Hardly anyone knows Amitabh Bachchan in Turkey or for that matter, Aishwarya Rai, the Khans, and other Bollywood icons.
Unlike other Muslim countries including Egypt, Morocco and neighbouring Syria, Turkey has remained cold to Bollywood. Once upon a time, and that was long, long time Raj Kapoor's Awara had become a smash hit in Turkey. Why Hindi films slipped off Turkey's cultural radar in the years since remains a mystery.
Imagine our surprise, then, when a group of eight women in the bustling city of Antalya, after confirming that my wife and I were indeed from India, began singing the title song from Raj Kapoor's Awara. They wanted to know if we were staying longer in Antalya, and if we had by any chance DVDs of Indian films. "We also love Mithun Chakraborty," one of them said.
The women, almost all in their 40s, were from Russia, and had settled down in Turkey along with their families. "We like everything here, including the food and climate," one of them said. "And there is very little crime. But we miss Indian films."
Antalya, which gets over a million visitors a year from Germany, has also begun witnessing an influx of newly rich Russians. There are an estimated 50,000 Russian and 80,000 German families settled in Antalya, which has nearly one million citizens.
Last year, some 200,000 visitors from Russia and the former Soviet countries visited Antalya, one of the prettiest and cleanest cities in Turkey, known not only for its archaeological sites but also for organic farms and excellent meat products. In fact, the fondness of Russians for Antalya and a few other Turkish cities was recently a page one story in The New York Times.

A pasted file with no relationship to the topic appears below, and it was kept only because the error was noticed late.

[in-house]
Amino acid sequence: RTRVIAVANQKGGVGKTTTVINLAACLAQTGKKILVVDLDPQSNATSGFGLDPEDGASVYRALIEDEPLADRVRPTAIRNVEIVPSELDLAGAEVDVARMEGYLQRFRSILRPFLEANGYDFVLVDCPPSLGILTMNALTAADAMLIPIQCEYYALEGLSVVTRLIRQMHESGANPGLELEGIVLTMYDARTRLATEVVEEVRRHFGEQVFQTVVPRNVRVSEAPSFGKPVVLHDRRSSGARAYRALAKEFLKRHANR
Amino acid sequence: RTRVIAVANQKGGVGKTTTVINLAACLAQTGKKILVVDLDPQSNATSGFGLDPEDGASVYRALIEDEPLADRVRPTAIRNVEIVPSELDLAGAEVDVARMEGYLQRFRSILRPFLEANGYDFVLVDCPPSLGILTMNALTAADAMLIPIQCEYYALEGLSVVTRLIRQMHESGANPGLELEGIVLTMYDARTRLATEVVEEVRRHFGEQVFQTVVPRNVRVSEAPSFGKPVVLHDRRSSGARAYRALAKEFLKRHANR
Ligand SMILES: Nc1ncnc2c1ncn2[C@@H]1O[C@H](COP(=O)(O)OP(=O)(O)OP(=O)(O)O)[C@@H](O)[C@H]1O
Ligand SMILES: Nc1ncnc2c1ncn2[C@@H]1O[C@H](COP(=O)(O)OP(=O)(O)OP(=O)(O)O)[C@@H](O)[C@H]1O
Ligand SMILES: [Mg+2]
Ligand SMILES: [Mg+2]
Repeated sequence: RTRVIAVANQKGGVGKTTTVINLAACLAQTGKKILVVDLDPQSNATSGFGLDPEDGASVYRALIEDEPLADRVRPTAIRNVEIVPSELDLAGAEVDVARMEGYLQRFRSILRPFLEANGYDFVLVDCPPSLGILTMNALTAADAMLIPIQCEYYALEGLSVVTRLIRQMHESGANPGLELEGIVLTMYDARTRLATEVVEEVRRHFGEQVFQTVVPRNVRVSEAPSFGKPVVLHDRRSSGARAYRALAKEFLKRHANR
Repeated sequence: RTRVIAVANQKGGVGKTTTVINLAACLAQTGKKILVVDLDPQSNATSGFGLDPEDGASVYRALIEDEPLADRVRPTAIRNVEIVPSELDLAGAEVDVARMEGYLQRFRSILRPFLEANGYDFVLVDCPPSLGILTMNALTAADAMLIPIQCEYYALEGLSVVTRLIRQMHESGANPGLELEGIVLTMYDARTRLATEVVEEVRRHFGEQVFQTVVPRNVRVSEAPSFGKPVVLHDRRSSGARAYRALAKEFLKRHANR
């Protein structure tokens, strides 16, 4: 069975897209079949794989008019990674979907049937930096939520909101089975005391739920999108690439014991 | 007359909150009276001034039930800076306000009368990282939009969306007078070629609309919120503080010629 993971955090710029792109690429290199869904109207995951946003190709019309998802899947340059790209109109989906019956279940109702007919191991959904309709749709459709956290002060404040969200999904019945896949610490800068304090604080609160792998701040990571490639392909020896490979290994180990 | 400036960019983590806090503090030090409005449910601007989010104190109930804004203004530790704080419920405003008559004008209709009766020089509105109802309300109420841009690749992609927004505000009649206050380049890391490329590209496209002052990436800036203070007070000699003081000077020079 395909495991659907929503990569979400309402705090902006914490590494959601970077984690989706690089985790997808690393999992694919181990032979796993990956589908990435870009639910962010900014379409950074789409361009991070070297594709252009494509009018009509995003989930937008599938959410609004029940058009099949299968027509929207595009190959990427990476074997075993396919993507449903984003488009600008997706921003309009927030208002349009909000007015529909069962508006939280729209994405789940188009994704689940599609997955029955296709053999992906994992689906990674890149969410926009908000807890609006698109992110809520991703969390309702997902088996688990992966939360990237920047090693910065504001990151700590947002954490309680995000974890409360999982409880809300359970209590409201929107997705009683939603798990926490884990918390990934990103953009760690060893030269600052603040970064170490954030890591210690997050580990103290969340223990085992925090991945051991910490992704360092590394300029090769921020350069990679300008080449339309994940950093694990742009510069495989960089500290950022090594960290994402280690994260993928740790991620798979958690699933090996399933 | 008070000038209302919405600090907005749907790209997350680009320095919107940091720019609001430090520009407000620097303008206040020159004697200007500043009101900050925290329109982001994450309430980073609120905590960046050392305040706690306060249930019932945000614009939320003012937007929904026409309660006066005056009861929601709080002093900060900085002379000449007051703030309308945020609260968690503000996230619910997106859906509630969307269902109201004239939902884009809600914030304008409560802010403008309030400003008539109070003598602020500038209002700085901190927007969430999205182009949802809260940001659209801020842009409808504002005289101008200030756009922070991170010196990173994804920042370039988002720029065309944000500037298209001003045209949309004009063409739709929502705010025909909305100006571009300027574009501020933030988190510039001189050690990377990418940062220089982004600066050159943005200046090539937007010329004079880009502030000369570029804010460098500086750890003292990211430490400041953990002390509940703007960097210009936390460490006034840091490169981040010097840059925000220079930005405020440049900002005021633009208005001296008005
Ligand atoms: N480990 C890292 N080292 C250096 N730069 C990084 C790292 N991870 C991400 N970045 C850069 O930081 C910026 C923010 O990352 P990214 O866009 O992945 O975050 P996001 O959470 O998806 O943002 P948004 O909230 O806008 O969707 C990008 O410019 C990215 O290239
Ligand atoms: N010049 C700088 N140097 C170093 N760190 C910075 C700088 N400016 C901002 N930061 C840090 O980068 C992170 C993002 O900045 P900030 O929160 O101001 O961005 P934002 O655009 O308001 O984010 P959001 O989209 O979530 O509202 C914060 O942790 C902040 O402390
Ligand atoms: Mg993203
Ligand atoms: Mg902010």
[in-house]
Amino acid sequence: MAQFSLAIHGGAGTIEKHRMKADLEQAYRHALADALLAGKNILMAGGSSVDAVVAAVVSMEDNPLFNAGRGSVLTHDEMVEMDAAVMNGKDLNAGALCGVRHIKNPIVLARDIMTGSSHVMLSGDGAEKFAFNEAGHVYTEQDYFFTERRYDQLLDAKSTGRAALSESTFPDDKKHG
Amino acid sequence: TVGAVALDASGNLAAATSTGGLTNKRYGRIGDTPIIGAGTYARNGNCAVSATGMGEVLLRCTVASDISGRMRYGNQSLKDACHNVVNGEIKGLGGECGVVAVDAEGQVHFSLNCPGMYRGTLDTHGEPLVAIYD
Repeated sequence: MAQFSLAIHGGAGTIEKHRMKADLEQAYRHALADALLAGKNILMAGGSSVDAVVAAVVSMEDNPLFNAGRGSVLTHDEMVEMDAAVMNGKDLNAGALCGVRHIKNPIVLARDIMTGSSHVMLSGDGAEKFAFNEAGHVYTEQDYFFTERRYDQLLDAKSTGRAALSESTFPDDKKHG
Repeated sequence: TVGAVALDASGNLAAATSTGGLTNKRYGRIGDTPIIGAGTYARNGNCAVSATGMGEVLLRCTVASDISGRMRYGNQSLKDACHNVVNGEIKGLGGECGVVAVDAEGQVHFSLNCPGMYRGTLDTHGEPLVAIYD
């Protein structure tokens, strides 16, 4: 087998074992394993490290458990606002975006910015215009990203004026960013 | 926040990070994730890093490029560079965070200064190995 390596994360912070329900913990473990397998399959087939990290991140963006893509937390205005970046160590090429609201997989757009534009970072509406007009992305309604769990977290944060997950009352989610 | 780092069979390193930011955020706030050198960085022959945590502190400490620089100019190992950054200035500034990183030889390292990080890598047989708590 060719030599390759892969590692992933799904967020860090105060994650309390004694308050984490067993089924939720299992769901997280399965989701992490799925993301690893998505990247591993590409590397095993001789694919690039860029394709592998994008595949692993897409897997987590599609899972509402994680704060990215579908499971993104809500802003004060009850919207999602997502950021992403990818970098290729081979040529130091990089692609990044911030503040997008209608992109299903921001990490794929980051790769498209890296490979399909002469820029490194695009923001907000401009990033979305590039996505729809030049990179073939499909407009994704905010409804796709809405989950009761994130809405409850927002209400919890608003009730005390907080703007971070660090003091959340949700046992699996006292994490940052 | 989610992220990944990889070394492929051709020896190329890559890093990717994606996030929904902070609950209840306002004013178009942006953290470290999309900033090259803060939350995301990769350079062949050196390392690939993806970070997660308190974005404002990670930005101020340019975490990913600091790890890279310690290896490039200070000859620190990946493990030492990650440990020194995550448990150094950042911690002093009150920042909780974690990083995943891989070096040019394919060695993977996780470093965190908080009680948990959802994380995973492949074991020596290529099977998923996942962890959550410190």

As a spinoff effect, cab drivers, tour guides, hotel managers and jewellery merchants, who speak English and German to varying degrees, have now begun speaking in Russian, too.
Raj Kapoor made yet another appearance in another unlikely place -- the ruins of Ephesus. The guide had finished showing us the Roman ruins and cursing the British for stealing many of the pillars and busts and taking them to London over 100 years ago. He then showed us the hill where Mary, mother of Jesus, and John, one of the apostles, are said to have settled down -- which, incidentally, is local belief based on very little actual evidence.
A young woman discusses the evidence, or lack thereof, of this legend with the guide, while the nearly 20 people in our group listen in rapt attention. Suddenly, I felt a gentle tap on my shoulder. A man in his early 40s asked me if I was from India. He then took me off to one side, away from the theological discussion, and recited a few lines in chaste Hindustani.
He then started singing one of the most famous songs from Raj Kapoor's Awara: Dam Bhar Jo Udhar Mu Nah Phera. I tell him that I had the impression people in Turkey didn't care much for Hindi films -- and he likely wasn't even born when Awara was released.
He explains that his father was crazy about the film, and had managed to get a DVD about 15 years ago, from England. "He made us watch the film every week," the man, a cab driver, said. "I think I must have seen it more than 50 times.'
He was surprised to find so many 'Turkish' words, including duniya, in the film. He prided himself on being a bit of a linguist, and pointed out how words from various languages have made into India.
"I think I know at least 100 Turkish words," I tell him. He demands that I demonstrate. With an eye on the guide, who is getting ready to take us to the next site, I reel off the words: Vatan, kanun, hafta, hawa, subji (subze in Turkish), kitab, sharab (sharap, locally).
Masha Allah, I add, pointing at the bright sky that, just a few minutes ago, was dark and gloomy. "You are a Turk or what?!" the man laughs.
Text: Arthur J Pais
In the picture: Raj Kapoor in a still from Awara.